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Japan’s economy is tanking. So why should the UK listen to Shinzo Abe on Brexit?

Shinzo Abe
Prime Minister Abe’s record on the economy is less than impressive


Japanese Prime Minister Shinzo Abe is touring Europe this week. He has so far lectured Germany on the virtues of ramping up government spending, and today warned Britian of the risks of leaving the EU. But is Mr Abe’s economic advice worth taking?

His main task since taking over as Japanese Prime Minister in late 2012 has been to to revive the economy, which has failed to register strong growth since a large boom-bust cycle in the early 1990s.

Mr Abe has launched a three-pronged attack consisting of “three arrows”: one arrow for monetary policy, one for government spending, and another for reforms of the economy. But his arrows appear to have landed wide of the mark.

Arrow 1: Fiscal Stimulus

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Japan has racked up a fair amount of debt from its spending endeavours. While Abe has contributed to the stack of debt, the previous two decades saw numerous governments come into office and loosen the purse strings. Debt to GDP has climbed from below 100pc to well over 200pc in that period.

Yet the economy has grown by an average of just 0.7pc over the last three years of so-called Abenomics, hardly better than the previous two decades. Japan can live with its giant debt thanks to ultra-cheap interest rates, but there is no guarantee its borrowing costs will stay low forever.

The UK has gone the other way and tightened spending while the economy’s growth rate remains one of the highest in the G7.

Arrow 2: Monetary policy

Japan has yet to create rates of economic growth and inflation comparable with the US and the UK. Yet this is not for want of trying.

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Japan first tried quantitative easing, creating new money to buy assets, between 2002 and 2006. Despite it appearing to have little impact on either growth or inflation, Abe has ramped up the programme, increasing its size and connecting it to different targets, such as the size of the economy.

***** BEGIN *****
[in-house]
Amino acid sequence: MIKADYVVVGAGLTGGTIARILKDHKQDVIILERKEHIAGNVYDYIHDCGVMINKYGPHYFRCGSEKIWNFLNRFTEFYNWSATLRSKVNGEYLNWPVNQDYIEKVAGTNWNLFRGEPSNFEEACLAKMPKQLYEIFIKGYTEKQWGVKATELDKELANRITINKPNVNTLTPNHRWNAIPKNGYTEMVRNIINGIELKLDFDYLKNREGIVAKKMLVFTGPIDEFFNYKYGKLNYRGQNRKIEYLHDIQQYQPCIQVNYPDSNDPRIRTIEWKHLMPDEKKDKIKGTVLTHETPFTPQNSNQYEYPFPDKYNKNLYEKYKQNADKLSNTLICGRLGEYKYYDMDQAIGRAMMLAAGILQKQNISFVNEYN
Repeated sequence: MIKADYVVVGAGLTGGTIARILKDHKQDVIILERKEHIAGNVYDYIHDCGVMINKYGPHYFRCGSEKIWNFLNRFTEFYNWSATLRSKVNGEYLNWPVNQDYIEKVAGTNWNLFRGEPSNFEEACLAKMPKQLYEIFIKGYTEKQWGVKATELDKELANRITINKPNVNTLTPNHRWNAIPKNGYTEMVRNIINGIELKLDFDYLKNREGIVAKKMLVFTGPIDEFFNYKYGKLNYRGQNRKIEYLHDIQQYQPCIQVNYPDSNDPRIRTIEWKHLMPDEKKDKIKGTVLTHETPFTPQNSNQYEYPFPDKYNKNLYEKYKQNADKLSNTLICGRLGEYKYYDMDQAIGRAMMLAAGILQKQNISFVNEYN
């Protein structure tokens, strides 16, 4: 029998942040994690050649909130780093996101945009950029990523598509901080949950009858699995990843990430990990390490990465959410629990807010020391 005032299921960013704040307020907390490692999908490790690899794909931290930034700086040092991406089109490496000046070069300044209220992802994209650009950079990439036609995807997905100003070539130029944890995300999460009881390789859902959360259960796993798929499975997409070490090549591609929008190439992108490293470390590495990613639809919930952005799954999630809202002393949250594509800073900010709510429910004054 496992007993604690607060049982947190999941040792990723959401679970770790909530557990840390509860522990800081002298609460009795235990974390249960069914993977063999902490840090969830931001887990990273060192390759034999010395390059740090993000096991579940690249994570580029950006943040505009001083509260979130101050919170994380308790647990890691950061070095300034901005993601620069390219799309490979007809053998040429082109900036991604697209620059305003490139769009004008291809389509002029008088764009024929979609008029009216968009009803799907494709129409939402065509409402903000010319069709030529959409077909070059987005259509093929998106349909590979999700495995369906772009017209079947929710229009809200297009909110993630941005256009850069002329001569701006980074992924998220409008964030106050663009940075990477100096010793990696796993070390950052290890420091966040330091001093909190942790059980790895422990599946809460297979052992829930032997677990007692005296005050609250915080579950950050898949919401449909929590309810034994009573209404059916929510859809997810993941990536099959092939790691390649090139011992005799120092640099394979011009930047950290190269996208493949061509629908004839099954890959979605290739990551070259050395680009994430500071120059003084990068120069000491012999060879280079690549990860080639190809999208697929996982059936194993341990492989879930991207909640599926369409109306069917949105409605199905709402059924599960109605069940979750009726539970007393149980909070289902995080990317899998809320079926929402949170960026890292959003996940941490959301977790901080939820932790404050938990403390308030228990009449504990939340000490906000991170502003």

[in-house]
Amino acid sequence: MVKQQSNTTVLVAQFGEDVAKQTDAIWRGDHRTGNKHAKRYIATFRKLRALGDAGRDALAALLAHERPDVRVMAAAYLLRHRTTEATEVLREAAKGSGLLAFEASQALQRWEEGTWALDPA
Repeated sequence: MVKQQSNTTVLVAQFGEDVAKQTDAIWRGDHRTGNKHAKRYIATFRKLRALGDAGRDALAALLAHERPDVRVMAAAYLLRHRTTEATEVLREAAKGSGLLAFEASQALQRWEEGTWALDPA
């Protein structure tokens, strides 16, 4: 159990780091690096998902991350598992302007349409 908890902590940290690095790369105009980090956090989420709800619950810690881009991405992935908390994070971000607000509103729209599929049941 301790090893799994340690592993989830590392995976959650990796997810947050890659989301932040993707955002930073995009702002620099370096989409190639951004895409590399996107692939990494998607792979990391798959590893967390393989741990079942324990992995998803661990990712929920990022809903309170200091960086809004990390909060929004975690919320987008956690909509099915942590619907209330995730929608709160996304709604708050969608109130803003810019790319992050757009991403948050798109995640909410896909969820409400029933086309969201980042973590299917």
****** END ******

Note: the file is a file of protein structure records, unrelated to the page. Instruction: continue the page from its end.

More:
Quantitative easing has appeared more effective in the US and the UK, where the central banks designed their programmes in different ways.

Even more concerning was a decision at the start of the year by the Bank of Japan to cut interest rates into negative territory, which wasfollowed by strong gains in the value of the yen, the opposite direction intended by policy makers.

Arrow 3: Structural reform

The third arrow has been so-called structural reforms. In Japan’s case, they have focused predominantly on the labour market.

“One can only be thankful that Mr Abe’s so-called third arrow – structural change, chiefly consisting of greater labour market flexibility, a euphemism for wage cuts – largely missed the mark,” said economists Charles Dumas and Freya Beamish from consultants Lombard Street Research.

“With the massive cut in real wages that has occurred, the relapse of real household spending could have been much worse.”

The programme has failed to address other structural problems, such as the so-called keiretsu, which is when big companies link together by taking shareholdings in each other. The system has been blamed for preventing competition and encouraging inefficiencies in big companies.

In sum, given the parlous state of the Japanese economy after three years of Abenomics, Mr Abe’s intervention in the Brexit debate today may not go down as well as he would like.

http://www.telegraph.co.uk/business/2016/05/05/japans-economy-is-tanking-so-why-should-the-uk-listen-to-shinzo/

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